So are we at a dead end? Is it a return to the point from where we began? No, say Indo-Pak observers. Ending cross-border terrorism can—maximum—be the outcome of whatever final settlement the two sides come up with. It's unrealistic to expect this to be the starting point. Sources say Vajpayee knows he will be walking a tightrope this summer. Every terrorist strike in India will tie his hands further. One way to continue on the path of peace despite the violence, say experts, is for the Pakistanis to use strong language against every terrorist strike from all possible platforms. "If they want these talks to continue, then they will have to change their vocabulary and become sensitive to Vajpayee's position," says an analyst.

The former high commissioner to Pakistan, G. Parthasarthy, warns it will be a slow and laboured process. "I think Pakistan will pretend to bend to the US without actually doing so. They will keep the pot boiling in Kashmir." The army's role in Pakistan's public affairs also makes Indians sceptical about the process. "The Pakistani establishment has survived by perpetuating a conflict situation with India. Let's see if they will change. Still, talking is always a good thing," says Dixit.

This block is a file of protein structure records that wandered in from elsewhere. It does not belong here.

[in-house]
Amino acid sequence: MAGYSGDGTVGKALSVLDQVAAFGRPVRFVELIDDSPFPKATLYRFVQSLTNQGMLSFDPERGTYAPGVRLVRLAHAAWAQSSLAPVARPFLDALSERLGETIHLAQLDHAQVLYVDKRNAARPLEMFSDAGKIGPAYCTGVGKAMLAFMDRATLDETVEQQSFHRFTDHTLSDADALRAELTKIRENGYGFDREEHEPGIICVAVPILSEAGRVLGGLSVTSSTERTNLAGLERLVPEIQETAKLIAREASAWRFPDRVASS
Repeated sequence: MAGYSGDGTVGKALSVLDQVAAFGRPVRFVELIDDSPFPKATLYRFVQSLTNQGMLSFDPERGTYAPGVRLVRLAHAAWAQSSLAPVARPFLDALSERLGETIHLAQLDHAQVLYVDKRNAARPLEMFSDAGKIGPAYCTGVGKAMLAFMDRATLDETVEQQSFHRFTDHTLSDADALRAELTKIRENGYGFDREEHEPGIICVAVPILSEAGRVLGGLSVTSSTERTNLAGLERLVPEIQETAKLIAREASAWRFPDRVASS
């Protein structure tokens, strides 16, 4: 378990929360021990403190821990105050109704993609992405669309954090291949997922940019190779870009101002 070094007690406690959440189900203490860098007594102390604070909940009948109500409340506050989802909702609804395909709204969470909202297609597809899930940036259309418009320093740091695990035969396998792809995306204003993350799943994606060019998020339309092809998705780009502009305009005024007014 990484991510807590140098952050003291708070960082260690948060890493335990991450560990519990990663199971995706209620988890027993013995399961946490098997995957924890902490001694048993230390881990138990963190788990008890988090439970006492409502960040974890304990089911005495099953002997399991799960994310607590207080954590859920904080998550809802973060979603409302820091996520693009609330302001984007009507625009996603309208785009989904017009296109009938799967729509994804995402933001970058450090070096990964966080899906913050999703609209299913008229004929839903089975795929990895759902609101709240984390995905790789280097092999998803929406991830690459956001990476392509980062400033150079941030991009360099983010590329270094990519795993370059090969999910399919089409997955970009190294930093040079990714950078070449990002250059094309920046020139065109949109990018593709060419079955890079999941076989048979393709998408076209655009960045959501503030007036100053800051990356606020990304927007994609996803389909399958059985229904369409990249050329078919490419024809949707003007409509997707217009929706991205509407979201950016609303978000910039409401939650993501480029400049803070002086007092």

Ironically, some in the Indian camp are complaining that the Pakistanis talk too much. In contrast to Vajpayee enunciating his policy with carefully chosen words, the floodgates have opened in Pakistan. Foreign minister Khurshid Mehmood Kasuri has given over a dozen telephone interviews to Indian journalists and television channels and several New Delhi scribes are in constant touch with foreign secretary Riaz Khokhar. This old Pakistani tendency to set up independent channels with the Indian media and civil society is a cause for worry for policymakers in Delhi. Says an MEA official: "The Pakistanis certainly manage to get their point across, but in the process they also ruffle feathers in the government."

However, a few hurt egos in the Indian foreign office can't become a major obstacle. The big picture is a unipolar world, two nuclear neighbours who have fought four wars and the prime minister of the world's largest democracy making a final bid for peace. This is a complex and heady mix of history, religion, politics and personalities, in a subcontinent with an intense and rich heritage. The perennial problem with Indo-Pak relations is that the sudden sound of gunfire and the blood of innocents on the streets can reduce the noblest of intentions to zero. But that is the challenge: will the dove fly over the barbed wire?